Salt lake research weekly: Picoplankton

My weekly updates were terminated for one week and it was enough to become overloaded with interesting papers dealing with salt lakes. I think that to post several posts each focused on one paper is better strategy than to cover several different research in one post.

Lothar Krienitz from Leibniz-Institute of Freshwater Ecology and Inland Fisheries with colleagues from Germany, Kenya and China studied the occurrence of Picocystis salinarum in saline inland waters of East Africa.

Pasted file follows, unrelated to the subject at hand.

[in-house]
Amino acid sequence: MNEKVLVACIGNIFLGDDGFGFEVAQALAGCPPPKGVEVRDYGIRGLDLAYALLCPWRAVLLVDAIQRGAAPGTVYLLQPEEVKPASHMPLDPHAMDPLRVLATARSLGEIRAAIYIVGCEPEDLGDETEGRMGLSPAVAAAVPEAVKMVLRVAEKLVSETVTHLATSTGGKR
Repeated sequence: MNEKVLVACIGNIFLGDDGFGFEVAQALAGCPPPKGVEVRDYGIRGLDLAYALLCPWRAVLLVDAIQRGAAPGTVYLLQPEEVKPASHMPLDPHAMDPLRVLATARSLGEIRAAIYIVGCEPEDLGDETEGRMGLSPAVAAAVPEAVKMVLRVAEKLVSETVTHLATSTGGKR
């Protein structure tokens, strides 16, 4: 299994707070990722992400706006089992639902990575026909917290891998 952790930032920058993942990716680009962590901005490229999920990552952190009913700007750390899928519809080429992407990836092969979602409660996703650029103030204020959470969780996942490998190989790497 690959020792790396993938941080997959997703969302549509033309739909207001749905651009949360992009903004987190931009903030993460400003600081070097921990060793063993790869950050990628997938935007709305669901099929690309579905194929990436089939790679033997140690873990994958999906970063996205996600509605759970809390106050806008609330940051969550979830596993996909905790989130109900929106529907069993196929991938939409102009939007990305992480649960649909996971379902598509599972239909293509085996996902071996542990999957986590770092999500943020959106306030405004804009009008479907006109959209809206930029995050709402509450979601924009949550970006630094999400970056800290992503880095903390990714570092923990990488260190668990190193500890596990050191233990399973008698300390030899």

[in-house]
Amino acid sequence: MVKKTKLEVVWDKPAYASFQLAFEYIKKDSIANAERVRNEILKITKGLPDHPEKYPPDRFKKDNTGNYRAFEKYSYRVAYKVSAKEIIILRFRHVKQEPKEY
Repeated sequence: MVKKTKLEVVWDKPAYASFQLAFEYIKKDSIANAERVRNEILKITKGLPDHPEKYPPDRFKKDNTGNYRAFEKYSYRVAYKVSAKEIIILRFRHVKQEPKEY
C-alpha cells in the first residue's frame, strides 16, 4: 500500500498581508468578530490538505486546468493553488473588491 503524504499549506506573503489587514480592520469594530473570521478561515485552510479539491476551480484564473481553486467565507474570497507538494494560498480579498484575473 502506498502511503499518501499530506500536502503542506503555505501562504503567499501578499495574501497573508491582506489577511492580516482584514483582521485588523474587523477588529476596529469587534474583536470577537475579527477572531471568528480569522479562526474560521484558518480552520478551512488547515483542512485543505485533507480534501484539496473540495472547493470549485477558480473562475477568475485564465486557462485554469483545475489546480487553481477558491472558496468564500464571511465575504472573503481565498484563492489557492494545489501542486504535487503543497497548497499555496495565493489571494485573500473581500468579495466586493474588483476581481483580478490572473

Picocystis salinarum are small single cell algae which is difficult to recognize and distinguish in field samples. However the alga is very abundant in many salt soda lakes. As demonstrated in this research Picocystis occasionally replaces the dominant cyanobacterium (Arthrospira fusiformis), which is the main food resource of Lesser Flamingos, in soda lakes of Bogoria and Nakuru. During the period of mass development the biomass of Picocystis might reach as high as 53–68% of the total phytoplankton biomass. Picocystis is a typical picoplankton species which is different to indentify, count and account for in food web dynamics. However with high growth rate and ability to develop in a wide range of salinities species of picoplankton can complicate life of scientists and lake ecosystem managers. As a scientist involved in lake ecosystem modeling I realize that in spite of our great technological progress and fascinating advances in such areas such as molecular biology or remote sensing we are still very basic in understanding of “simple” food webs in natural ecosystems. Our understanding might be especially basic when we consider a salt lake which ecosystem continuously changes under the effect of naturally fluctuating salinity.

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